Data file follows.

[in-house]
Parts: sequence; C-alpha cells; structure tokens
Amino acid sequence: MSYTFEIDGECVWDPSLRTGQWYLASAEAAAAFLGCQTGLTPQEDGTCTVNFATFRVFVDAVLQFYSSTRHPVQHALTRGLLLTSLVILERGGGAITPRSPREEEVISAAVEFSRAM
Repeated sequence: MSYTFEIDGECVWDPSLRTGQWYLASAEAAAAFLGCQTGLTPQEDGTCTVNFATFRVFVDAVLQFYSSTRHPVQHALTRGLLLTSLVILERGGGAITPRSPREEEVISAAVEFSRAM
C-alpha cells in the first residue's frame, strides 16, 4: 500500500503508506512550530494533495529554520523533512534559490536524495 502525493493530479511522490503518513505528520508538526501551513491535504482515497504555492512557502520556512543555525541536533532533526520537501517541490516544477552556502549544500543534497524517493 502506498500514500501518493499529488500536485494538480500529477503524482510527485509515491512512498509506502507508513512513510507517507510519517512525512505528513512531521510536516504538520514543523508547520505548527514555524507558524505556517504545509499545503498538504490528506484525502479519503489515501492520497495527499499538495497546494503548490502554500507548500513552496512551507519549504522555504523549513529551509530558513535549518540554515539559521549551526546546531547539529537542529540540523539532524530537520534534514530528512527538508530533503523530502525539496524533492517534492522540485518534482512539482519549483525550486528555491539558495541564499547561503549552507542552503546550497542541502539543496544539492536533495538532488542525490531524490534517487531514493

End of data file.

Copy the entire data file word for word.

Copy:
[in-house]
Parts: sequence; C-alpha cells; structure tokens
Amino acid sequence: MSYTFEIDGECVWDPSLRTGQWYLASAEAAAAFLGCQTGLTPQEDGTCTVNFATFRVFVDAVLQFYSSTRHPVQHALTRGLLLTSLVILERGGGAITPRSPREEEVISAAVEFSRAM
Repeated sequence: MSYTFEIDGECVWDPSLRTGQWYLASAEAAAAFLGCQTGLTPQEDGTCTVNFATFRVFVDAVLQFYSSTRHPVQHALTRGLLLTSLVILERGGGAITPRSPREEEVISAAVEFSRAM
C-alpha cells in the first residue's frame, strides 16, 4: 500500500503508506512550530494533495529554520523533512534559490536524495 502525493493530479511522490503518513505528520508538526501551513491535504482515497504555492512557502520556512543555525541536533532533526520537501517541490516544477552556502549544500543534497524517493 502506498500514500501518493499529488500536485494538480500529477503524482510527485509515491512512498509506502507508513512513510507517507510519517512525512505528513512531521510536516504538520514543523508547520505548527514555524507558524505556517504545509499545503498538504490528506484525502479519503489515501492520497495527499499538495497546494503548490502554500507548500513552496512551507519549504522555504523549513529551509530558513535549518540554515539559521549551526546546531547539529537542529540540523539532524530537520534534514530528512527538508530533503523530502525539496524533492517534492522540485518534482512539482519549483525550486528555491539558495541564499547561503549552507542552503546550497542541502539543496544539492536533495538532488542525490531524490534517487531514493